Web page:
June 15, 2018

Are MarsBlades Worth It?

Are MarsBlades worth the investment? And what are you really getting out of them?

You can consider this part MarsBlades review. And part Magic Mechanics Deep Dive.

Why Would Anyone Want MarsBlades?

The mechanics of skating and the mechanics of rollerblading are different. Unlike what typical Power Skating Instructors suggest, rollerblading does not ruin on your on-ice stride mechanics. But they do ruin your inefficient Power Skating stride. So I understand the Power Skating Instructors’ concern.

Rollerblading does not ruin your Magic Mechanics stride. Rollerblades are excellent to work on your Downhill Skating.

People always ask me about off-ice training for on-ice performance.

As many of you know, I built the Downhill Skating System by reverse engineering the movements of elite NHL skaters, then teaching them to myself and to the players I work with. As a kinesiologist and pro hockey player, it is interesting to see that the movements I discovered were not the ones being taught. I realized that this is our advantage.

Naturally, I developed a set of building block mechanics and put it together in a system. It’s called the Downhill Skating System because the secret sauce is that instead of using muscle tension to move, Downhill Skaters shift their center of mass and use the rocker of their edge to move. The result is that players skate way faster with way less effort. This frees up neural resources to process the rest of the game.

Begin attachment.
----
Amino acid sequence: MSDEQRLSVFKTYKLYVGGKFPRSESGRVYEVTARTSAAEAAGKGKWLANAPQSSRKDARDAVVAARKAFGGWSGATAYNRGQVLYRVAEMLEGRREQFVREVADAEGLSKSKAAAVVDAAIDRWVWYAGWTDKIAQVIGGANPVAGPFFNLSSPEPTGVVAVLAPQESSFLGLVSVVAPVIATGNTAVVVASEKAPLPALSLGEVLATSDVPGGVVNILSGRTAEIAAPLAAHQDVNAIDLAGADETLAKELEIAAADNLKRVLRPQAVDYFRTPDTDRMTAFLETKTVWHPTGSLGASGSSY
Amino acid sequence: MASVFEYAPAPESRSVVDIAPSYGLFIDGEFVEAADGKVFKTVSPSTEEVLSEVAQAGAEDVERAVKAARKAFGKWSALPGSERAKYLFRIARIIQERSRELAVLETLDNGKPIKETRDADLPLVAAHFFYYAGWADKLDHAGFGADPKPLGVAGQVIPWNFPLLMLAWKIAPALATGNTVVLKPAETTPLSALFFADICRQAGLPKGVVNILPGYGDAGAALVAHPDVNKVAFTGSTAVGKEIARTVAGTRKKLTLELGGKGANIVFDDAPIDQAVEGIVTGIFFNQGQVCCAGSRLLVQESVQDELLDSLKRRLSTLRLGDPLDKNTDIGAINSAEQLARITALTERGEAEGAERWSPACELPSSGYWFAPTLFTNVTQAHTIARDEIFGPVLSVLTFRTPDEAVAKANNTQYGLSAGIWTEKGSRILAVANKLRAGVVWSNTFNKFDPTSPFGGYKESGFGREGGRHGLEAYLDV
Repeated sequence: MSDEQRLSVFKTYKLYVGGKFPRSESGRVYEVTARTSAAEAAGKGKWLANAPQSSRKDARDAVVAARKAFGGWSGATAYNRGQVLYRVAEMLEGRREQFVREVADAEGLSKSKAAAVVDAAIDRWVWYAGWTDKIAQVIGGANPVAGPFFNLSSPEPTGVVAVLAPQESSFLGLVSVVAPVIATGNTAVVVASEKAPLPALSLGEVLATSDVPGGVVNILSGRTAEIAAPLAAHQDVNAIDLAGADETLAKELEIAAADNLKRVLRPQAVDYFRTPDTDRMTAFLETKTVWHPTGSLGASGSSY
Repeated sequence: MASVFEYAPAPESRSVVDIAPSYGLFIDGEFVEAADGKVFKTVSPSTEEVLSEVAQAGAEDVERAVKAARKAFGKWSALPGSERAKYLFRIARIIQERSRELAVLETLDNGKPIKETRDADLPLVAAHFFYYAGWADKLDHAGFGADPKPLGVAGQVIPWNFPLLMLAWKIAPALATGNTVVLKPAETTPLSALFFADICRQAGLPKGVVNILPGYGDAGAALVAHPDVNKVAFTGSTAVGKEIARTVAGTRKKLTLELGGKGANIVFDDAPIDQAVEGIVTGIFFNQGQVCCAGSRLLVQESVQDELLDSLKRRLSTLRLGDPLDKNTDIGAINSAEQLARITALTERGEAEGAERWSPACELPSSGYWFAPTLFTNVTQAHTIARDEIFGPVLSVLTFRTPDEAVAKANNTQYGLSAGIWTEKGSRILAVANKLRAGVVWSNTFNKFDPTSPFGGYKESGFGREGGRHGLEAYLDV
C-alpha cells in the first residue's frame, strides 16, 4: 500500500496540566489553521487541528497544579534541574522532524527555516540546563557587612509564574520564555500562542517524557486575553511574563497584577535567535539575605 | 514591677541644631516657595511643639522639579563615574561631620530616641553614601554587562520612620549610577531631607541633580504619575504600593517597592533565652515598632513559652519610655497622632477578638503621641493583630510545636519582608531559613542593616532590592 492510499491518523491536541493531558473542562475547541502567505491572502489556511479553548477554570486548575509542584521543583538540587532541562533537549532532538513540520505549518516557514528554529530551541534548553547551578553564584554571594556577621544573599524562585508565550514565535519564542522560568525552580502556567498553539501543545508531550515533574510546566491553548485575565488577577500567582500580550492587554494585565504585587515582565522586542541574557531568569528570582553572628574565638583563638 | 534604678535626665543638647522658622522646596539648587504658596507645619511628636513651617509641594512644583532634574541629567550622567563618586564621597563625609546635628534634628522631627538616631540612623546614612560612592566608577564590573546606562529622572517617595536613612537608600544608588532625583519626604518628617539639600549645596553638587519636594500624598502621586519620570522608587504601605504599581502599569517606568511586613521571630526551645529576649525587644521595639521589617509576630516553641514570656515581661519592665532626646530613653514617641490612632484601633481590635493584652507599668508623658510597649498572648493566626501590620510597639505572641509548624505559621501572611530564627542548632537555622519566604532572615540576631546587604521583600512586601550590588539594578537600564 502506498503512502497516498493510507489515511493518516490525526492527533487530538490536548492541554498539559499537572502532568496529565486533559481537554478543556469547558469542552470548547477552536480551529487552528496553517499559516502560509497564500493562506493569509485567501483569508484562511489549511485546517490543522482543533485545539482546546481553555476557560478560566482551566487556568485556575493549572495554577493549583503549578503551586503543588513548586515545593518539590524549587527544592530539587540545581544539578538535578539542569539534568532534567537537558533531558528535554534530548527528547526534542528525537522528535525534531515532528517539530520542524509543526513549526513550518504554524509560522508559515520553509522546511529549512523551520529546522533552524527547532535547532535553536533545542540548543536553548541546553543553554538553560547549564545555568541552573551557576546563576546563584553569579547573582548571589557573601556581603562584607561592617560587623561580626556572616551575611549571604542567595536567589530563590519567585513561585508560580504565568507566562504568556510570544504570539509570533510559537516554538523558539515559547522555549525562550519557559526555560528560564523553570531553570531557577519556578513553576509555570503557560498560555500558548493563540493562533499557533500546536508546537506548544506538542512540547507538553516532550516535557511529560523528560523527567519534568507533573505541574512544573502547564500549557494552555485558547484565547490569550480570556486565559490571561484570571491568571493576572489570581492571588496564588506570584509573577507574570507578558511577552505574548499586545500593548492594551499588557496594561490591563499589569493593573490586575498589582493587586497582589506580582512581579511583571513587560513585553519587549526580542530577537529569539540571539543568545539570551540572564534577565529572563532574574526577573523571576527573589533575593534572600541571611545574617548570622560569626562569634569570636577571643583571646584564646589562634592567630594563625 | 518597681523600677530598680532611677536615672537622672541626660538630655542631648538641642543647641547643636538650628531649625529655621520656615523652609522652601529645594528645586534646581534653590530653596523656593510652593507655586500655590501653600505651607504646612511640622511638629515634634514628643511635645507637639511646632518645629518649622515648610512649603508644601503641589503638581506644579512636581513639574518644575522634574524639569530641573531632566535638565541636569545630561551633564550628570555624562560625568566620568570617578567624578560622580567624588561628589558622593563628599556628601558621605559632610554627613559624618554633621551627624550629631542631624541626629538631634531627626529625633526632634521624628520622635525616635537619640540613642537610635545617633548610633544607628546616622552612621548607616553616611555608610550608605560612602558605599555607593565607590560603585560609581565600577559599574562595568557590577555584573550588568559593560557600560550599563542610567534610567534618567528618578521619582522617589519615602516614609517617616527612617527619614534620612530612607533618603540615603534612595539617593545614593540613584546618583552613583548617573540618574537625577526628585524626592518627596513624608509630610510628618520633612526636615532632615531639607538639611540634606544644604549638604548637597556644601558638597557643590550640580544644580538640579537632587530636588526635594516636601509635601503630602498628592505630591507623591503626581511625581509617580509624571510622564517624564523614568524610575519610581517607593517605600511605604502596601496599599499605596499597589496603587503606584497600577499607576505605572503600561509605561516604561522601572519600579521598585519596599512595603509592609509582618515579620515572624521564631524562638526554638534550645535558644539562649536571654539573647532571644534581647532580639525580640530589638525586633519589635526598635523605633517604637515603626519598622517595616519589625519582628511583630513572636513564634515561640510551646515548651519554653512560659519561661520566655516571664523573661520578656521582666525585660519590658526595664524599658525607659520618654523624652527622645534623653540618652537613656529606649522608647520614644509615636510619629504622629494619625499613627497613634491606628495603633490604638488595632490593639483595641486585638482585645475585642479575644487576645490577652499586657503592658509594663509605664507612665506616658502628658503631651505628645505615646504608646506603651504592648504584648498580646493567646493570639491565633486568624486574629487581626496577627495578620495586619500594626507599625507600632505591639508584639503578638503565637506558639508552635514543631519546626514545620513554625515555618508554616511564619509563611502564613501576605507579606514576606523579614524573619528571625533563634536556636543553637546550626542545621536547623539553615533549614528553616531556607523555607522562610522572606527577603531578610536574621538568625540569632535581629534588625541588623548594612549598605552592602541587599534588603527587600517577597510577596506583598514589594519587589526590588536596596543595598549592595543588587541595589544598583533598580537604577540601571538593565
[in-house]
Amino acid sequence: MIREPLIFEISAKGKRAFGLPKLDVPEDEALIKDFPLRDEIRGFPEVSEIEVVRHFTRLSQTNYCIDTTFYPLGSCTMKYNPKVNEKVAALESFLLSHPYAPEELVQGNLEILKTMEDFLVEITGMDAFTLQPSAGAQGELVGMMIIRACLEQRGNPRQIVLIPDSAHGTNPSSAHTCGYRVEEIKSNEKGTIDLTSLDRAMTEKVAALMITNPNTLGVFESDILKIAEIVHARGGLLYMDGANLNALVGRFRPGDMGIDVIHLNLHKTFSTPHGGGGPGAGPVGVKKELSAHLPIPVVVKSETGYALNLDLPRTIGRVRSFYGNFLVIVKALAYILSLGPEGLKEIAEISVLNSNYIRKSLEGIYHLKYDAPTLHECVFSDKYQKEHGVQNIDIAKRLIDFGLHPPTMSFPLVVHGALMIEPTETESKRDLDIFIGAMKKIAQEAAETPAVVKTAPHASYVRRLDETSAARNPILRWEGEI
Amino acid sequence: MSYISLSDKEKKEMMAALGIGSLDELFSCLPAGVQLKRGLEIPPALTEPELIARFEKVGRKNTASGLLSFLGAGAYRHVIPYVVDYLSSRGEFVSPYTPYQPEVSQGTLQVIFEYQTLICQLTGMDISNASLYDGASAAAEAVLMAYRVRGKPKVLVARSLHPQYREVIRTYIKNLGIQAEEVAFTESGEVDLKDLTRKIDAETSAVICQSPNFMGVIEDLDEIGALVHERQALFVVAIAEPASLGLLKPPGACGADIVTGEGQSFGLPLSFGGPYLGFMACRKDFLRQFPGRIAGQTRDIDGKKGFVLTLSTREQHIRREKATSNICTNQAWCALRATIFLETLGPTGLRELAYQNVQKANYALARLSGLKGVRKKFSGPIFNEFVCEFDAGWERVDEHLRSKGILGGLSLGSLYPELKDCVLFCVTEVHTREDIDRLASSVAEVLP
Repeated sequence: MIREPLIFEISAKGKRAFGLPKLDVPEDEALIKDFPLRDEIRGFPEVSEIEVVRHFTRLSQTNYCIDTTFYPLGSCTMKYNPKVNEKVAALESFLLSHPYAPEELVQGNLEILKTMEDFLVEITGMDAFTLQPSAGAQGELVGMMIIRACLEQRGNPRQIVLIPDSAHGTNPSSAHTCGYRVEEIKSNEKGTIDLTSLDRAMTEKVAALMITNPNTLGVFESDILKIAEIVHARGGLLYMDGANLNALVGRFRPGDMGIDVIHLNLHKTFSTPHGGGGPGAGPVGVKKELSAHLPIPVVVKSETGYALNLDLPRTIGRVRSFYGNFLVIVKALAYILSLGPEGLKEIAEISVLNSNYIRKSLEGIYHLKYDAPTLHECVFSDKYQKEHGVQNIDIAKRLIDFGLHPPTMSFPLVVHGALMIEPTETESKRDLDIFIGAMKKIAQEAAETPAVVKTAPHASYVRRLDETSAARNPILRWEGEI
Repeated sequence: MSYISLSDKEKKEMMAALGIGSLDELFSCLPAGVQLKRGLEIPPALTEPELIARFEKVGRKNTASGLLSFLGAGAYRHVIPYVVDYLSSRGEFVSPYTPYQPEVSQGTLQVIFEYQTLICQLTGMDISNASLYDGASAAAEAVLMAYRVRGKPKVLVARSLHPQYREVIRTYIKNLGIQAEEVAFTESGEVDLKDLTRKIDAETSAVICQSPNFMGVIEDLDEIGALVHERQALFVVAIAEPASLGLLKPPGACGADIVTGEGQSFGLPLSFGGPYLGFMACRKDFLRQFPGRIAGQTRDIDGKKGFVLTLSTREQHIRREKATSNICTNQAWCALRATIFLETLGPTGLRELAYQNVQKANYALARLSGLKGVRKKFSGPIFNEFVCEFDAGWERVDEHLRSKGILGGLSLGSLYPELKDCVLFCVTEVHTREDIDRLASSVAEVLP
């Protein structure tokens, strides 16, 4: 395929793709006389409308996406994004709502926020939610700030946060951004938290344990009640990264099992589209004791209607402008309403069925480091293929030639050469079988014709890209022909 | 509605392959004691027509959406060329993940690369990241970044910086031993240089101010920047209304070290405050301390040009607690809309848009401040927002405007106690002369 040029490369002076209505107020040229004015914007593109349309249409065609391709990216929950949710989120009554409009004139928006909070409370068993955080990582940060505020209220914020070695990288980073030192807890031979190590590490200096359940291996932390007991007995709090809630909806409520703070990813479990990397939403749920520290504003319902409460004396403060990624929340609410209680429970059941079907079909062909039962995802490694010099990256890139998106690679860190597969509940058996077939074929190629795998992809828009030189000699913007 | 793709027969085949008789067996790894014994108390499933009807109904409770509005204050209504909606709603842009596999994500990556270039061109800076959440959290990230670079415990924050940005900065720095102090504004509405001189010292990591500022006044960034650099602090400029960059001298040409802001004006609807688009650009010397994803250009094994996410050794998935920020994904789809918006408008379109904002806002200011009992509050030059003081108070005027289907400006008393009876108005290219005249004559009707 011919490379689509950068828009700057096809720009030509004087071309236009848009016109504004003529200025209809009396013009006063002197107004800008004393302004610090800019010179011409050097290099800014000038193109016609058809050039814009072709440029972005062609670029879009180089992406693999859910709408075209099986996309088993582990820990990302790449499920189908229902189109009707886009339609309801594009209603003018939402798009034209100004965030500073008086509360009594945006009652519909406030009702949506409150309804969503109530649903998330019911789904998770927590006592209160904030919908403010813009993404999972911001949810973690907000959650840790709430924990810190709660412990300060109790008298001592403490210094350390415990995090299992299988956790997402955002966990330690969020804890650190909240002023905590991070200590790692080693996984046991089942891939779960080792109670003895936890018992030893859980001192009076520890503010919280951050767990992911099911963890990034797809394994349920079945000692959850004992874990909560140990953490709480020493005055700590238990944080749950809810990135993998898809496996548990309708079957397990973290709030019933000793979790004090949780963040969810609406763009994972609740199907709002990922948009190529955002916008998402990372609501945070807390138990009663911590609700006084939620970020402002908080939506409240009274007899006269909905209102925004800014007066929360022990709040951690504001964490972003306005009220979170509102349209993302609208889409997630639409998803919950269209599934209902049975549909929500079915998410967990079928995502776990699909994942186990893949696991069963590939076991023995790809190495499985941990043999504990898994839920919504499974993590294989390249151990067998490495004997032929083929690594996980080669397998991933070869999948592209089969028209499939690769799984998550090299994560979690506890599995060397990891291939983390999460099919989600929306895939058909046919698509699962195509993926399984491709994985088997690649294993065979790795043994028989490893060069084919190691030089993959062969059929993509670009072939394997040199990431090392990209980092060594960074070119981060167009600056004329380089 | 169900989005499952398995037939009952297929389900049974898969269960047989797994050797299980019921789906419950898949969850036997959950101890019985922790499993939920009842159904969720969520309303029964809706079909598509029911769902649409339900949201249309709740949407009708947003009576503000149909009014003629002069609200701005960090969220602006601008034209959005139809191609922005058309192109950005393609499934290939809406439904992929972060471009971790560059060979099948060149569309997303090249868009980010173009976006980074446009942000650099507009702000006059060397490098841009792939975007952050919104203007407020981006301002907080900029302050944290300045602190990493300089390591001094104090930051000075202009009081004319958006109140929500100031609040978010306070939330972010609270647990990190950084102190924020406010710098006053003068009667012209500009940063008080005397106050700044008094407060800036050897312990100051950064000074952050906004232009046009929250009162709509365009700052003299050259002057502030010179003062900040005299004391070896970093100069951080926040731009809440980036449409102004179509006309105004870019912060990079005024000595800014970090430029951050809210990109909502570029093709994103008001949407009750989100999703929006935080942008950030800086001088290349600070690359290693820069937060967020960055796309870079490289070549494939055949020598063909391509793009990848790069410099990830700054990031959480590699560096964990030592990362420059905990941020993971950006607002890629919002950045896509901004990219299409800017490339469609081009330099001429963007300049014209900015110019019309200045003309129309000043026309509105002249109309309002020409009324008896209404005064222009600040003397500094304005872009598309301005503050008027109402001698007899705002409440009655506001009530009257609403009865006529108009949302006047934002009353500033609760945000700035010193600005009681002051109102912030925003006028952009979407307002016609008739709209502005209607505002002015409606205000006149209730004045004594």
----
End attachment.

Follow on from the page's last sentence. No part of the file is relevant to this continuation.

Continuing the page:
The Gap Between On-Ice And Off-Ice

On the ice, you can practice 100% of the Magic Mechanics.

On rollerblades, you can practice about 60% of the Magic Mechanics.

On Marsblades, you can practice about 80% of the Magic Mechanics.

The Physics Of The Gap

Skating on ice has 4 physical characteristics: Low friction, a concave blade with two edges, a top layer that can be removed predictably with a blade, and that blade has a rocker known as a radius.

Rollerblades simulate the low friction with wheels. The friction of the ground simulates the edges. But the top layer of the ground can’t be removed predictably. Your slides have an element of unpredictability except on a perfect surface. So slides, and stops shouldn’t be attempted. And there is no blade rocker.

Marsblades have the same characteristics as rollerblades, except they have a blade rocker.

The Mechanical Implementation

The main difference between the MarsBlades and rollerblades is the rocker. You might be curious why this makes a 20% difference.

Most people immediately feel a difference when they cruise in a MarsBlade. And they LIKE it. It FEELS better.

If you consider the idea of the MarsBlade, the wheels don’t move differently on the ground than normal rollerblade wheels. But the way your body relates to the wheels changes. I can’t explain what happens differently with the physics because I can’t wrap my head around it. But I can explain the FEEL of the effect. And that’s what matters.

Here are a few ways that it FEELS different – and the effect it has on my movements: